We humans rely on vision more than any of our other senses and visuals alone can evoke emotional responses and moral instincts that are designed to help us relate to persons. Young infants orient to black spots and lines on paper that are arranged like eyes and mouths. Children cling to stuffed animals that don't taste, sound or smell like persons. They invent personalities for hard, plastic dolls and become distressed if someone treats a doll badly.
The power of visual images is why "heartbeat" billboards look like this:
rather than this - perhaps with a same-sized picture of a dried pea for scale:
(Biologist PZ Myers suggested that the billboards should have another line of text: "I also had a tail.") The Internet is full of pictures that appear to be remains of late-term abortions - even though the legal battles at this point are about microscopic spheres; gooey, little blobs; and things that look like mutant newts. That is because anti-abortion images are selected to trigger the same reflexive caring that gets tapped by those big-eyed children in ads for Care International or its Evangelical analog World Vision, and the same horror we would feel at images of them dead. (You'll notice my analogies did the opposite.) The goal is not to have us think; in fact, it is to have us not think - to bypass reason and evoke a feeling that a human blastocyst or embryo or fetus is a helpless little somebody who needs our protection.
The irony, of course, is that a fertilized egg is not a person in any traditional or meaningful sense. Nature aborts as many as 80 percent of them, most before they implant, and nobody gives it a second thought. Conversely, the long litany of struggles I mentioned to gain person-rights for slaves, natives, coal miners, and others had nothing to do with human protoplasm and everything to do with the fact that the parties in question had the attributes and wanted the rights of personhood. They could feel pleasure and pain. They had preferences and intentions. They could value their moment to moment experience and dreams of the future.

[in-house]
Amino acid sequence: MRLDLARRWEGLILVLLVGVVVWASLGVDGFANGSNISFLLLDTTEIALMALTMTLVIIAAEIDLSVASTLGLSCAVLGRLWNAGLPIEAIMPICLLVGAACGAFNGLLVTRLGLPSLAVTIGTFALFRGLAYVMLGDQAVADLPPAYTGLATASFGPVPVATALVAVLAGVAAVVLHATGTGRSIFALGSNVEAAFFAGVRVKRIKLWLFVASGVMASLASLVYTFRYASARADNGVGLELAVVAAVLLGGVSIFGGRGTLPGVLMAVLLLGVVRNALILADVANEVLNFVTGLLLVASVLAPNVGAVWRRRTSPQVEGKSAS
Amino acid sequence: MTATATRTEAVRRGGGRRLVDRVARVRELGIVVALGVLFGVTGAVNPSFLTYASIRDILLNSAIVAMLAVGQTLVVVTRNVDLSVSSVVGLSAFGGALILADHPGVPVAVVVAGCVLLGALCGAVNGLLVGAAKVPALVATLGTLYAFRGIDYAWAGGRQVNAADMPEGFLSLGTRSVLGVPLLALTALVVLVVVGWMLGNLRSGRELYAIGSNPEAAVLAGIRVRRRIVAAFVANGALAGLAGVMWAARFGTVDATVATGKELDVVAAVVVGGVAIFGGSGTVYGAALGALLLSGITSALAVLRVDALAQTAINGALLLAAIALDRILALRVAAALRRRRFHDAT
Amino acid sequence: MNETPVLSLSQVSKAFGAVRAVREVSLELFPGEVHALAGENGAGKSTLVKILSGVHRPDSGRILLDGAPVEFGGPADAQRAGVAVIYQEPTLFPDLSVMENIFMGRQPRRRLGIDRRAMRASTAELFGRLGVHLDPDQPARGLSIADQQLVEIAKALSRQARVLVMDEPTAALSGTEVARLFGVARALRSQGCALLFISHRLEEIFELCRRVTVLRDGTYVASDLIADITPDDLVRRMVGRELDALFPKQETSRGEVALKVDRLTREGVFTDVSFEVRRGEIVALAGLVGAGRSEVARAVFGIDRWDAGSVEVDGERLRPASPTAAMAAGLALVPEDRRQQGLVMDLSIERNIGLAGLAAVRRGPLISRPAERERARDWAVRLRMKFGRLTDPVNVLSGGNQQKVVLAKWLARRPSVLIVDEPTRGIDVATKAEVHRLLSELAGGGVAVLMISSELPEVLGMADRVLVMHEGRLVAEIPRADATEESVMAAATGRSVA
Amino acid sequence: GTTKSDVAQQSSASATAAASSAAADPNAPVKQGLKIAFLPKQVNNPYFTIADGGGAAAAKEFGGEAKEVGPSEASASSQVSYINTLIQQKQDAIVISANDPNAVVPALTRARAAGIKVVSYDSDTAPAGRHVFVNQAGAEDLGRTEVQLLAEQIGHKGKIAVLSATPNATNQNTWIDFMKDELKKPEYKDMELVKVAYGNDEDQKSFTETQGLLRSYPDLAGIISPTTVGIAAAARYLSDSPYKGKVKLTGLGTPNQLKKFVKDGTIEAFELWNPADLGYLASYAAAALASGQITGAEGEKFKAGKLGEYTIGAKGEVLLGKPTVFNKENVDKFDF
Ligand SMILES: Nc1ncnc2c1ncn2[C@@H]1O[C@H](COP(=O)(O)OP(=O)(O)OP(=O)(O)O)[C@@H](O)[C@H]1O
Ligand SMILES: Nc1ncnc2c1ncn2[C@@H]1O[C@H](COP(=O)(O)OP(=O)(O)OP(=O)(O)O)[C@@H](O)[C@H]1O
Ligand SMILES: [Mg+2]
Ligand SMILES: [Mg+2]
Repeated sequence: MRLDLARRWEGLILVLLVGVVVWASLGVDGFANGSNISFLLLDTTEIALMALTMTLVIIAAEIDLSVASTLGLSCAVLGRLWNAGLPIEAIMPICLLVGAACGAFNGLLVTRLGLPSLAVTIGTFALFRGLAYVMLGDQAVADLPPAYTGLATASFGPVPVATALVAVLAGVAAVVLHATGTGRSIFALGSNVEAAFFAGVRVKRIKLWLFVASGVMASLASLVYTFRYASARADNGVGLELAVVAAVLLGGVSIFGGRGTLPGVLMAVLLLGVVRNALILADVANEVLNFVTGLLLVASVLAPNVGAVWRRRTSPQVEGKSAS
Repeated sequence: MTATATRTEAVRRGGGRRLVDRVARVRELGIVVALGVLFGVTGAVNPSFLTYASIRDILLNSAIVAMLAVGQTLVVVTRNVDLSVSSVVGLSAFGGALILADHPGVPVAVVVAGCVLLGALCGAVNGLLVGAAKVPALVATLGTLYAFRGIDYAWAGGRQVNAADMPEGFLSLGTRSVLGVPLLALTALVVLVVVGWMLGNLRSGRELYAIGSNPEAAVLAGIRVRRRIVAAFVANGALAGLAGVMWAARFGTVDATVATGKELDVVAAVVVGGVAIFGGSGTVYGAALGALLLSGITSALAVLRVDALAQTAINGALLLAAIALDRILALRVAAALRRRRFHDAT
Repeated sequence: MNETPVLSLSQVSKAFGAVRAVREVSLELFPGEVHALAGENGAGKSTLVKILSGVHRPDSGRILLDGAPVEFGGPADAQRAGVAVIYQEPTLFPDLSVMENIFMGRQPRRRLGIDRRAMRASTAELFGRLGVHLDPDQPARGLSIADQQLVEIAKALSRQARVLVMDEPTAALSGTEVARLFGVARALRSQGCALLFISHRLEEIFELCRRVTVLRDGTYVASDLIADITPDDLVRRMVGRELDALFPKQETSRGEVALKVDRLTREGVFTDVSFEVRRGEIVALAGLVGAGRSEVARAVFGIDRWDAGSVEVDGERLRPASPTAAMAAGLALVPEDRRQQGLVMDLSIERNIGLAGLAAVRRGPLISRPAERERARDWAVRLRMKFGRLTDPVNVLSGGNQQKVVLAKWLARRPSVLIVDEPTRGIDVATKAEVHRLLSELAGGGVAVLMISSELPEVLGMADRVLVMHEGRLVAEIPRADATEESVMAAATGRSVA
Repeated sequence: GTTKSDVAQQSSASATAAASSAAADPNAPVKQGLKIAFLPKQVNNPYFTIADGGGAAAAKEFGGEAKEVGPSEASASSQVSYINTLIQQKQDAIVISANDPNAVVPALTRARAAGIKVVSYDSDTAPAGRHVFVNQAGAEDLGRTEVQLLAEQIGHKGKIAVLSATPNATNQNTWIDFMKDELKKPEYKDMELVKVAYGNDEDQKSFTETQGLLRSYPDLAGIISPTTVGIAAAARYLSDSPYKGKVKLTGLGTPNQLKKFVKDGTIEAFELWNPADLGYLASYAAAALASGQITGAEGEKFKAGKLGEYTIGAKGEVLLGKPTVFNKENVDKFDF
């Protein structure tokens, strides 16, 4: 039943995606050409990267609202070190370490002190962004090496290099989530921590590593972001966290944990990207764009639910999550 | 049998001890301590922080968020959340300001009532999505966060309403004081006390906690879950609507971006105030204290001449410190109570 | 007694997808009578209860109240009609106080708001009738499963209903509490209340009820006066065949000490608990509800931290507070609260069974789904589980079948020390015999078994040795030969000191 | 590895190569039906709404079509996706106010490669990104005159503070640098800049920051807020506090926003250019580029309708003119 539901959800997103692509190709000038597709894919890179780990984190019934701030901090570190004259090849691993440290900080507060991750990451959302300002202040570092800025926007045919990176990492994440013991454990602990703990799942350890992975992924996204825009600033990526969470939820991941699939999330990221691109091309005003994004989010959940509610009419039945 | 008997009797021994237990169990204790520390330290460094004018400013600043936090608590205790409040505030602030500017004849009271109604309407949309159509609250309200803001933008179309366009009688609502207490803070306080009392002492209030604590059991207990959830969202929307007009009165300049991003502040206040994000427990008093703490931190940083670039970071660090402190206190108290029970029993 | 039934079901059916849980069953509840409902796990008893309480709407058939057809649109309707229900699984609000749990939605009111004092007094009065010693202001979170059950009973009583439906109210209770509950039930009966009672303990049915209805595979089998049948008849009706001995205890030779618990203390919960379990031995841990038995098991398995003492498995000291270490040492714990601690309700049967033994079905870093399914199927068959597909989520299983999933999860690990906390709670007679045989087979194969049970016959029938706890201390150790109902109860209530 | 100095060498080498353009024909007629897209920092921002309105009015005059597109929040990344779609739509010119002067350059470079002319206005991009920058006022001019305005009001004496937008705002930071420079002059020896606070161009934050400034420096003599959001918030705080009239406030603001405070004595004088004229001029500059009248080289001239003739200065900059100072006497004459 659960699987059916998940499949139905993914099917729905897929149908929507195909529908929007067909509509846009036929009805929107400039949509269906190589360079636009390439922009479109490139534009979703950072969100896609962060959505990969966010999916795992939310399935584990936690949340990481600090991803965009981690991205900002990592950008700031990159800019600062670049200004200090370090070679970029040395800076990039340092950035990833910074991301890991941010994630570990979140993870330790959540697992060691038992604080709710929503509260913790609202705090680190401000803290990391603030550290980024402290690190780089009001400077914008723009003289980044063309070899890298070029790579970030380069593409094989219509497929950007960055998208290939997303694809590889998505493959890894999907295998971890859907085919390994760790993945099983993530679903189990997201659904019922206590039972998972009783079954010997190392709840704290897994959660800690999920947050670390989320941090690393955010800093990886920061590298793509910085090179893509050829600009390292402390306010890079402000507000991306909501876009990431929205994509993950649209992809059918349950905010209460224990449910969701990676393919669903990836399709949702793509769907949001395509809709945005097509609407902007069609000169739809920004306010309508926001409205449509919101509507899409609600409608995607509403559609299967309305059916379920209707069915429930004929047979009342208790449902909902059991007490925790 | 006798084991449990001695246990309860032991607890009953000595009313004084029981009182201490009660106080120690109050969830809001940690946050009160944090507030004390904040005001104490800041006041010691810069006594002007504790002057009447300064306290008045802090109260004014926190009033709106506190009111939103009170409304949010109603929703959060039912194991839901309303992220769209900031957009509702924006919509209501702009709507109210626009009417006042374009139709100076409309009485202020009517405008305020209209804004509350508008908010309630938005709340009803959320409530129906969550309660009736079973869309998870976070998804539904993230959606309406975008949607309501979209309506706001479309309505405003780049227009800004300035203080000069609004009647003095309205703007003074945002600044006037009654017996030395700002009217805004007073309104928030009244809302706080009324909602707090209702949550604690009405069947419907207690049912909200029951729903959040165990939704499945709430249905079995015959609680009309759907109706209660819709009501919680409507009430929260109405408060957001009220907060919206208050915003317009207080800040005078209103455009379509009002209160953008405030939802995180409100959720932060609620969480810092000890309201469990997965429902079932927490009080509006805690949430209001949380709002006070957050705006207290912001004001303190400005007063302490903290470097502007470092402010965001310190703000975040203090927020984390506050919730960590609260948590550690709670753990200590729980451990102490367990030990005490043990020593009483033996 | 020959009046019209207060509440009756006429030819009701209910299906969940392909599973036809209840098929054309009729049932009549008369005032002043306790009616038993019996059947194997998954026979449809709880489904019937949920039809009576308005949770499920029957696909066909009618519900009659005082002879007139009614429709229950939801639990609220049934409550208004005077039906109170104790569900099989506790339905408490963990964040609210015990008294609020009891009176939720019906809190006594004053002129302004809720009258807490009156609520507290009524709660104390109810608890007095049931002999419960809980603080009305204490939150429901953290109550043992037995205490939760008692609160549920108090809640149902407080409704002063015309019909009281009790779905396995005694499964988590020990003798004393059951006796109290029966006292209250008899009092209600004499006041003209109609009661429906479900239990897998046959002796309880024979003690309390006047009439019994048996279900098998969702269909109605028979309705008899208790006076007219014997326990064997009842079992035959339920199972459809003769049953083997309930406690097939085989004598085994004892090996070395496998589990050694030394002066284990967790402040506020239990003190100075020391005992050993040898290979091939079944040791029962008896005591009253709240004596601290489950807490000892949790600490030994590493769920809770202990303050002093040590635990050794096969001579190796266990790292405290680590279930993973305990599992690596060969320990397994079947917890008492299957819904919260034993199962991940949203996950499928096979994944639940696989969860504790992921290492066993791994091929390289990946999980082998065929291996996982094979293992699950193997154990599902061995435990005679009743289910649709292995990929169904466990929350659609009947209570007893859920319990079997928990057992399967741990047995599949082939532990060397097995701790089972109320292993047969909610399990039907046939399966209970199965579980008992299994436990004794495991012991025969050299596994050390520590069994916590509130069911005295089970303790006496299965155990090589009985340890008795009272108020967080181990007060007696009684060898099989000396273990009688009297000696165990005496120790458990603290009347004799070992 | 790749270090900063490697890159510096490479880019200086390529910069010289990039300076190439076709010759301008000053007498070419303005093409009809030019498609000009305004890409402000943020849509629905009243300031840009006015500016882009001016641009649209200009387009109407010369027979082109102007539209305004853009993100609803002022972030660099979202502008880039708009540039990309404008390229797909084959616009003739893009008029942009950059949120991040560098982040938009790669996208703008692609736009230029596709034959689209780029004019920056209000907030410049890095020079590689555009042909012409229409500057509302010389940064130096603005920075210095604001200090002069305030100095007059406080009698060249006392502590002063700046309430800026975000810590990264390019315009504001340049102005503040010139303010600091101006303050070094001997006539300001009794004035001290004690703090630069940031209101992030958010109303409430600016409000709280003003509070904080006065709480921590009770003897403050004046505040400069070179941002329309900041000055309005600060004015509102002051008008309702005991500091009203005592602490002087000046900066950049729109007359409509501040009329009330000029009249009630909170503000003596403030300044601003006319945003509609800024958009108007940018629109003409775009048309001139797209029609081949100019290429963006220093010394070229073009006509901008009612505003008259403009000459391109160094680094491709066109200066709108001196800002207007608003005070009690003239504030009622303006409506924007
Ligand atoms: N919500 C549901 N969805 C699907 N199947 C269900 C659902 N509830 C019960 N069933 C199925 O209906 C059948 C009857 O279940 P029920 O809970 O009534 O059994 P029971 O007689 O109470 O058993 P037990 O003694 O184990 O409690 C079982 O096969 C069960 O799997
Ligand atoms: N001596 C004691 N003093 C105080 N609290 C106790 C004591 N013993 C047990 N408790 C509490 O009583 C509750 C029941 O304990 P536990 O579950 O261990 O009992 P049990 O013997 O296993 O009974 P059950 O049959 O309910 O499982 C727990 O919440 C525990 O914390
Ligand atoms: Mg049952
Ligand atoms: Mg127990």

These qualities of personhood exist to a greater or lesser degree in all sentient beings, but most fully, on this planet at least, in conscious, self-aware humans. Because we are earthbound and self-centered, we associate personhood with humanity. However, at our best, we are able to think beyond our own kin. Science fiction movies like "Blade Runner" and "District 9" base their story lines around the poignant personhood of intelligent beings who lack human DNA and yet have the capacity to love and to love being alive. Recently, scholars who have spent their lives among chimps and cetaceans respectively have suggested that such self-aware and intelligent creatures should have legal personhood rights that match the ways in which they experience the world. The Institute for Ethics and Emerging Technologies has launched a program called "The Rights of Non-Human Persons."
One of the challenges of bringing real philosophical and psychological personhood into the abortion debate is that it opens questions that feel morally dicey. Personhood exists on a continuum even in post-born humans. Terri Schiavo, the person, was gone long before her body was unplugged. A baby can be born with an empty cranium, a condition called anencephaly, with no hope of ever developing into a person. But we humans have a terrible track record of deciding that people with one or another set of qualities don't count and then treating them with cruelty. And so we all - left and right - are rightly wary of talking about such boundary cases.
Abortion rights supporters have refused to acknowledge a related reality: personhood exists on a continuum in utero as well. A fertilized egg has none of the attributes of personhood and, in fact, a fetus can develop a beating heart and a distinctively human shape before having neural connections that would allow the same level of consciousness as a snail. And, yet, the first flickers of sentience emerge long before birth. A fertilized egg is just life, a full human blueprint with a 20 percent chance of becoming a baby. At the other end of pregnancy, a newborn can feel sensations such as pleasure and pain, hunger, cold and attachment. But how do we navigate backward from infancy to some hazy boundary between personhood and mere life? The Roe v. Wade opinion wrestled with these complexities and attempted to find a balance point. And, yet, much of the conversation since on the pro-choice side has simply taken some form of hands off my body!